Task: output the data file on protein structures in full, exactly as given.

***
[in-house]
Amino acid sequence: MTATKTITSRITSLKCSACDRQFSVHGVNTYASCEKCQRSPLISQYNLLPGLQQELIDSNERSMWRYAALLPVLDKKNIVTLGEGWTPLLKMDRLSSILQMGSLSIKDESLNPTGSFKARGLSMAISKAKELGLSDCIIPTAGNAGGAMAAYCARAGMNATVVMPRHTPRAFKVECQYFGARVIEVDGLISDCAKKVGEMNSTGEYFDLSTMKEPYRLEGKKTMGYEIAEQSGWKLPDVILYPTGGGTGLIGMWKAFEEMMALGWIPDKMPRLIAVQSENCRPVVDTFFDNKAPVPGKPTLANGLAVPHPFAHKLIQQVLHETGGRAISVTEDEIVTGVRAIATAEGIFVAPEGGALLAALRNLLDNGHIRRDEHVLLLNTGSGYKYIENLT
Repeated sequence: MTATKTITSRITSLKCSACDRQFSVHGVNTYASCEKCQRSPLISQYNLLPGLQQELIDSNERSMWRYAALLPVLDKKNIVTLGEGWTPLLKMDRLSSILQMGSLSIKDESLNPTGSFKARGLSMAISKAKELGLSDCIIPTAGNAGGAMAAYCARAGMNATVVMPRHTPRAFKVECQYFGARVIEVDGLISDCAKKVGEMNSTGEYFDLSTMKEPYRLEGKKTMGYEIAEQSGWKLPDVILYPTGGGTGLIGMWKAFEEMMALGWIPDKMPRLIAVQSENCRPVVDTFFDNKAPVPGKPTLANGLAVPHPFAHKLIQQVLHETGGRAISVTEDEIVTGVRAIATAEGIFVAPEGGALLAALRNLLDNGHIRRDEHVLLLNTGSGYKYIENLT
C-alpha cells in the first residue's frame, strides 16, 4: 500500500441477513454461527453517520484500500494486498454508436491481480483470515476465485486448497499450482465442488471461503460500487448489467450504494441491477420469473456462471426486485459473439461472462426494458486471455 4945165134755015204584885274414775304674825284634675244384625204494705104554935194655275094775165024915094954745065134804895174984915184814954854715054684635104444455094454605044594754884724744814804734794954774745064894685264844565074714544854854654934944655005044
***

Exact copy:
[in-house]
Amino acid sequence: MTATKTITSRITSLKCSACDRQFSVHGVNTYASCEKCQRSPLISQYNLLPGLQQELIDSNERSMWRYAALLPVLDKKNIVTLGEGWTPLLKMDRLSSILQMGSLSIKDESLNPTGSFKARGLSMAISKAKELGLSDCIIPTAGNAGGAMAAYCARAGMNATVVMPRHTPRAFKVECQYFGARVIEVDGLISDCAKKVGEMNSTGEYFDLSTMKEPYRLEGKKTMGYEIAEQSGWKLPDVILYPTGGGTGLIGMWKAFEEMMALGWIPDKMPRLIAVQSENCRPVVDTFFDNKAPVPGKPTLANGLAVPHPFAHKLIQQVLHETGGRAISVTEDEIVTGVRAIATAEGIFVAPEGGALLAALRNLLDNGHIRRDEHVLLLNTGSGYKYIENLT
Repeated sequence: MTATKTITSRITSLKCSACDRQFSVHGVNTYASCEKCQRSPLISQYNLLPGLQQELIDSNERSMWRYAALLPVLDKKNIVTLGEGWTPLLKMDRLSSILQMGSLSIKDESLNPTGSFKARGLSMAISKAKELGLSDCIIPTAGNAGGAMAAYCARAGMNATVVMPRHTPRAFKVECQYFGARVIEVDGLISDCAKKVGEMNSTGEYFDLSTMKEPYRLEGKKTMGYEIAEQSGWKLPDVILYPTGGGTGLIGMWKAFEEMMALGWIPDKMPRLIAVQSENCRPVVDTFFDNKAPVPGKPTLANGLAVPHPFAHKLIQQVLHETGGRAISVTEDEIVTGVRAIATAEGIFVAPEGGALLAALRNLLDNGHIRRDEHVLLLNTGSGYKYIENLT
C-alpha cells in the first residue's frame, strides 16, 4: 500500500441477513454461527453517520484500500494486498454508436491481480483470515476465485486448497499450482465442488471461503460500487448489467450504494441491477420469473456462471426486485459473439461472462426494458486471455 4945165134755015204584885274414775304674825284634675244384625204494705104554935194655275094775165024915094954745065134804895174984915184814954854715054684635104444455094454605044594754884724744814804734794954774745064894685264844565074714544854854654934944655005044